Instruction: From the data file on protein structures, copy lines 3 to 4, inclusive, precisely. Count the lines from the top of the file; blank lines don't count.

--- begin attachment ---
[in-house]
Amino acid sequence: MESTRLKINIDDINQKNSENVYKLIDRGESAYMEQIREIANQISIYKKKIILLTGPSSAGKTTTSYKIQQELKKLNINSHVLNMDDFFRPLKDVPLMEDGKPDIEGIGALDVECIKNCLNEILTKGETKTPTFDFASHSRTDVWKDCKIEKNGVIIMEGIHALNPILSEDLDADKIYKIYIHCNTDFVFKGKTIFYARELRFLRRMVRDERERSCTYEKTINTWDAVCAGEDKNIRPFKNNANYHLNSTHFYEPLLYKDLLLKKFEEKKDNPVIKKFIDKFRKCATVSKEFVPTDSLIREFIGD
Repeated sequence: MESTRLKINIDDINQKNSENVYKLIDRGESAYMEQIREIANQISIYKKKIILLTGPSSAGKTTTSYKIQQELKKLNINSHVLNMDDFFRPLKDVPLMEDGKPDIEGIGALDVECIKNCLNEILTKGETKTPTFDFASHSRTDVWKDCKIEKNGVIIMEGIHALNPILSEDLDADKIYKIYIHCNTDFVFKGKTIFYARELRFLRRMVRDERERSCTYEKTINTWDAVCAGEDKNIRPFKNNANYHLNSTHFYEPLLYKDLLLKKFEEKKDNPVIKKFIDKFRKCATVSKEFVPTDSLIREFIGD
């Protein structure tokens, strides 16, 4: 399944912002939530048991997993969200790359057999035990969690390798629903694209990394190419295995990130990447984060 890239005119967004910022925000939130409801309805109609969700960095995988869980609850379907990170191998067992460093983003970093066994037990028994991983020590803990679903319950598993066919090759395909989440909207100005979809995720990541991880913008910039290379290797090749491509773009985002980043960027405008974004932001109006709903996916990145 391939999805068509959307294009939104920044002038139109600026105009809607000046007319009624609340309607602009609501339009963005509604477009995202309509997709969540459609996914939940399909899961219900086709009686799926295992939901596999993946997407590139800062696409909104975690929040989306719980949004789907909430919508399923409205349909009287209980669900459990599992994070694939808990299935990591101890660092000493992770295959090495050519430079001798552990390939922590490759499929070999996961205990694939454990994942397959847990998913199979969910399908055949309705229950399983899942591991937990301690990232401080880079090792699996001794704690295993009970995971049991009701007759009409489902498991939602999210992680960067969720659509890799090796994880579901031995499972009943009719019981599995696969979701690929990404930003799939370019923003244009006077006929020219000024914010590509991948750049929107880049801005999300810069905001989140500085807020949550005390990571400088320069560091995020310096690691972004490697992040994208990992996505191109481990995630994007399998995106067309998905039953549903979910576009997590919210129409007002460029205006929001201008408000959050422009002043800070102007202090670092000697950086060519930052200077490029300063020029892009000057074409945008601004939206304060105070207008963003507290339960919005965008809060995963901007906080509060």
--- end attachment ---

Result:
Repeated sequence: MESTRLKINIDDINQKNSENVYKLIDRGESAYMEQIREIANQISIYKKKIILLTGPSSAGKTTTSYKIQQELKKLNINSHVLNMDDFFRPLKDVPLMEDGKPDIEGIGALDVECIKNCLNEILTKGETKTPTFDFASHSRTDVWKDCKIEKNGVIIMEGIHALNPILSEDLDADKIYKIYIHCNTDFVFKGKTIFYARELRFLRRMVRDERERSCTYEKTINTWDAVCAGEDKNIRPFKNNANYHLNSTHFYEPLLYKDLLLKKFEEKKDNPVIKKFIDKFRKCATVSKEFVPTDSLIREFIGD
């Protein structure tokens, strides 16, 4: 399944912002939530048991997993969200790359057999035990969690390798629903694209990394190419295995990130990447984060 890239005119967004910022925000939130409801309805109609969700960095995988869980609850379907990170191998067992460093983003970093066994037990028994991983020590803990679903319950598993066919090759395909989440909207100005979809995720990541991880913008910039290379290797090749491509773009985002980043960027405008974004932001109006709903996916990145 391939999805068509959307294009939104920044002038139109600026105009809607000046007319009624609340309607602009609501339009963005509604477009995202309509997709969540459609996914939940399909899961219900086709009686799926295992939901596999993946997407590139800062696409909104975690929040989306719980949004789907909430919508399923409205349909009287209980669900459990599992994070694939808990299935990591101890660092000493992770295959090495050519430079001798552990390939922590490759499929070999996961205990694939454990994942397959847990998913199979969910399908055949309705229950399983899942591991937990301690990232401080880079090792699996001794704690295993009970995971049991009701007759009409489902498991939602999210992680960067969720659509890799090796994880579901031995499972009943009719019981599995696969979701690929990404930003799939370019923003244009006077006929020219000024914010590509991948750049929107880049801005999300810069905001989140500085807020949550005390990571400088320069560091995020310096690691972004490697992040994208990992996505191109481990995630994007399998995106067309998905039953549903979910576009997590919210129409007002460029205006929001201008408000959050422009002043800070102007202090670092000697950086060519930052200077490029300063020029892009000057074409945008601004939206304060105070207008963003507290339960919005965008809060995963901007906080509060």